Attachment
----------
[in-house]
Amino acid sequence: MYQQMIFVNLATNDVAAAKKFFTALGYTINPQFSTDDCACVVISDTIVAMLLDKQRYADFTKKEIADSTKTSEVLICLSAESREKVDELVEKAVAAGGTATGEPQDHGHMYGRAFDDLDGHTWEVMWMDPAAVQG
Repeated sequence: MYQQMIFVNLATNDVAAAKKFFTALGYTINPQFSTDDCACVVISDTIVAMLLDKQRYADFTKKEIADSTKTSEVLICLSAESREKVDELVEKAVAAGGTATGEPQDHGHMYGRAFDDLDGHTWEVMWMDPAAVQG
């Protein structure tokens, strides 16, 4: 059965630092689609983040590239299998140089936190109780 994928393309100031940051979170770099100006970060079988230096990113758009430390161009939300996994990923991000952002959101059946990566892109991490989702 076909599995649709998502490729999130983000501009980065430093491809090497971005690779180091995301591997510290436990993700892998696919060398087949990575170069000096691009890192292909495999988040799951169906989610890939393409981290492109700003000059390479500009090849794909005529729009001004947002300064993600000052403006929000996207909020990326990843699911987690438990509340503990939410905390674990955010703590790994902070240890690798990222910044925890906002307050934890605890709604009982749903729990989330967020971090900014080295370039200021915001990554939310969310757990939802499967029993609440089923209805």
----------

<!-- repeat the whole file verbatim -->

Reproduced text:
[in-house]
Amino acid sequence: MYQQMIFVNLATNDVAAAKKFFTALGYTINPQFSTDDCACVVISDTIVAMLLDKQRYADFTKKEIADSTKTSEVLICLSAESREKVDELVEKAVAAGGTATGEPQDHGHMYGRAFDDLDGHTWEVMWMDPAAVQG
Repeated sequence: MYQQMIFVNLATNDVAAAKKFFTALGYTINPQFSTDDCACVVISDTIVAMLLDKQRYADFTKKEIADSTKTSEVLICLSAESREKVDELVEKAVAAGGTATGEPQDHGHMYGRAFDDLDGHTWEVMWMDPAAVQG
């Protein structure tokens, strides 16, 4: 059965630092689609983040590239299998140089936190109780 994928393309100031940051979170770099100006970060079988230096990113758009430390161009939300996994990923991000952002959101059946990566892109991490989702 076909599995649709998502490729999130983000501009980065430093491809090497971005690779180091995301591997510290436990993700892998696919060398087949990575170069000096691009890192292909495999988040799951169906989610890939393409981290492109700003000059390479500009090849794909005529729009001004947002300064993600000052403006929000996207909020990326990843699911987690438990509340503990939410905390674990955010703590790994902070240890690798990222910044925890906002307050934890605890709604009982749903729990989330967020971090900014080295370039200021915001990554939310969310757990939802499967029993609440089923209805």